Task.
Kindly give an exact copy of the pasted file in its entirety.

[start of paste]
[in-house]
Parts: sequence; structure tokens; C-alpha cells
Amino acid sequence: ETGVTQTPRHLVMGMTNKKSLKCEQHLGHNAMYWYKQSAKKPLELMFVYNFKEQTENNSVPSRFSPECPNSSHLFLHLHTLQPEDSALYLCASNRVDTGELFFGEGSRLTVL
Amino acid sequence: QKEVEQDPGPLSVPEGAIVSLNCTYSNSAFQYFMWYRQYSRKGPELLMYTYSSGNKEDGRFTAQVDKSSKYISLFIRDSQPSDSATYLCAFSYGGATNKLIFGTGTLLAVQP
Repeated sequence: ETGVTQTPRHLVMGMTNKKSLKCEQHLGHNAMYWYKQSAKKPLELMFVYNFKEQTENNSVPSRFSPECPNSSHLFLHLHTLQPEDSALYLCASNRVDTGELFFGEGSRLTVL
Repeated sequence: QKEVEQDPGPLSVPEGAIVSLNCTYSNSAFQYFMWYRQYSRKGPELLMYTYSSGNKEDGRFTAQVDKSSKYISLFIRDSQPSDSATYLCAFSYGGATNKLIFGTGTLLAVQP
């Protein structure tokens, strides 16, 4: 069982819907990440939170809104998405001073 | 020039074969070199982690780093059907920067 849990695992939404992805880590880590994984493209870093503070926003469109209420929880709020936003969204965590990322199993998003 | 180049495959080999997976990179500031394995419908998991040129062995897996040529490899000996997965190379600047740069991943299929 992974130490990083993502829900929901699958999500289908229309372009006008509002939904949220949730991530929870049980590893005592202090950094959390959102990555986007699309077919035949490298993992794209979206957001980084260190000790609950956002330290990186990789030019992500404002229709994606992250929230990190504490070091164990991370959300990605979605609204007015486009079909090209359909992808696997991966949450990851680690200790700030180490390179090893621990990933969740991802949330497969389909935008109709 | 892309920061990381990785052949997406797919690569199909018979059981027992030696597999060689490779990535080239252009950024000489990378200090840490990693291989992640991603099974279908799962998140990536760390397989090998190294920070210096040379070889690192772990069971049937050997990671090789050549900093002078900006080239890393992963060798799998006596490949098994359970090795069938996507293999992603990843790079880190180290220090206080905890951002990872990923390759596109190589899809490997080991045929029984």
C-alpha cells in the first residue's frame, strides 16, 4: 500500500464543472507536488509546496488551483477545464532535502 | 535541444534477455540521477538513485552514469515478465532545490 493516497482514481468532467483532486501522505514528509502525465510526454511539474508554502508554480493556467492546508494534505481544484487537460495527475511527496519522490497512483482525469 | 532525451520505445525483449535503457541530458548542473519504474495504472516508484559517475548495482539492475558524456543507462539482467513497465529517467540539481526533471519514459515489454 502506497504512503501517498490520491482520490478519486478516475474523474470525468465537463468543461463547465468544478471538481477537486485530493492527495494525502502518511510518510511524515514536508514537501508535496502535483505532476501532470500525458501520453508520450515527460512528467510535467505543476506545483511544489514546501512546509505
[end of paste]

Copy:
[in-house]
Parts: sequence; structure tokens; C-alpha cells
Amino acid sequence: ETGVTQTPRHLVMGMTNKKSLKCEQHLGHNAMYWYKQSAKKPLELMFVYNFKEQTENNSVPSRFSPECPNSSHLFLHLHTLQPEDSALYLCASNRVDTGELFFGEGSRLTVL
Amino acid sequence: QKEVEQDPGPLSVPEGAIVSLNCTYSNSAFQYFMWYRQYSRKGPELLMYTYSSGNKEDGRFTAQVDKSSKYISLFIRDSQPSDSATYLCAFSYGGATNKLIFGTGTLLAVQP
Repeated sequence: ETGVTQTPRHLVMGMTNKKSLKCEQHLGHNAMYWYKQSAKKPLELMFVYNFKEQTENNSVPSRFSPECPNSSHLFLHLHTLQPEDSALYLCASNRVDTGELFFGEGSRLTVL
Repeated sequence: QKEVEQDPGPLSVPEGAIVSLNCTYSNSAFQYFMWYRQYSRKGPELLMYTYSSGNKEDGRFTAQVDKSSKYISLFIRDSQPSDSATYLCAFSYGGATNKLIFGTGTLLAVQP
């Protein structure tokens, strides 16, 4: 069982819907990440939170809104998405001073 | 020039074969070199982690780093059907920067 849990695992939404992805880590880590994984493209870093503070926003469109209420929880709020936003969204965590990322199993998003 | 180049495959080999997976990179500031394995419908998991040129062995897996040529490899000996997965190379600047740069991943299929 992974130490990083993502829900929901699958999500289908229309372009006008509002939904949220949730991530929870049980590893005592202090950094959390959102990555986007699309077919035949490298993992794209979206957001980084260190000790609950956002330290990186990789030019992500404002229709994606992250929230990190504490070091164990991370959300990605979605609204007015486009079909090209359909992808696997991966949450990851680690200790700030180490390179090893621990990933969740991802949330497969389909935008109709 | 892309920061990381990785052949997406797919690569199909018979059981027992030696597999060689490779990535080239252009950024000489990378200090840490990693291989992640991603099974279908799962998140990536760390397989090998190294920070210096040379070889690192772990069971049937050997990671090789050549900093002078900006080239890393992963060798799998006596490949098994359970090795069938996507293999992603990843790079880190180290220090206080905890951002990872990923390759596109190589899809490997080991045929029984």
C-alpha cells in the first residue's frame, strides 16, 4: 500500500464543472507536488509546496488551483477545464532535502 | 535541444534477455540521477538513485552514469515478465532545490 493516497482514481468532467483532486501522505514528509502525465510526454511539474508554502508554480493556467492546508494534505481544484487537460495527475511527496519522490497512483482525469 | 532525451520505445525483449535503457541530458548542473519504474495504472516508484559517475548495482539492475558524456543507462539482467513497465529517467540539481526533471519514459515489454 502506497504512503501517498490520491482520490478519486478516475474523474470525468465537463468543461463547465468544478471538481477537486485530493492527495494525502502518511510518510511524515514536508514537501508535496502535483505532476501532470500525458501520453508520450515527460512528467510535467505543476506545483511544489514546501512546509505